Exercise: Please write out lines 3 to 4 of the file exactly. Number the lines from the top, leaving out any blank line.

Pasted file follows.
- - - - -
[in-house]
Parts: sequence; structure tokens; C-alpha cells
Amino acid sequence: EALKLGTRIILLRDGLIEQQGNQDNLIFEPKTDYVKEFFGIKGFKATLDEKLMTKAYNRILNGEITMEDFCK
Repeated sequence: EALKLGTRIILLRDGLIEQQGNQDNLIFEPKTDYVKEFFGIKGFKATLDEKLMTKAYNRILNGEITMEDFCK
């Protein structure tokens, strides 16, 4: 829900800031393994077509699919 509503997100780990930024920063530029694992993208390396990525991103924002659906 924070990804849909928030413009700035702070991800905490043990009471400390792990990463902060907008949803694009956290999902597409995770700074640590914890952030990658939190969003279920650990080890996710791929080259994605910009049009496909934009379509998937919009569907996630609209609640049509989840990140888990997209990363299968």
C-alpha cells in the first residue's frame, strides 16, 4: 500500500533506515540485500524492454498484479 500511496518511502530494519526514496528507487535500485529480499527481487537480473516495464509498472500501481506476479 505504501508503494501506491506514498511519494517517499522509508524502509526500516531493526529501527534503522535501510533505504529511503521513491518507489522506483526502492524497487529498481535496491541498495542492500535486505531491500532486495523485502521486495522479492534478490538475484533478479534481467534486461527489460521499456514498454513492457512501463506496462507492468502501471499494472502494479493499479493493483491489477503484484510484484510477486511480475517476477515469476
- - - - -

Amino acid sequence: EALKLGTRIILLRDGLIEQQGNQDNLIFEPKTDYVKEFFGIKGFKATLDEKLMTKAYNRILNGEITMEDFCK
Repeated sequence: EALKLGTRIILLRDGLIEQQGNQDNLIFEPKTDYVKEFFGIKGFKATLDEKLMTKAYNRILNGEITMEDFCK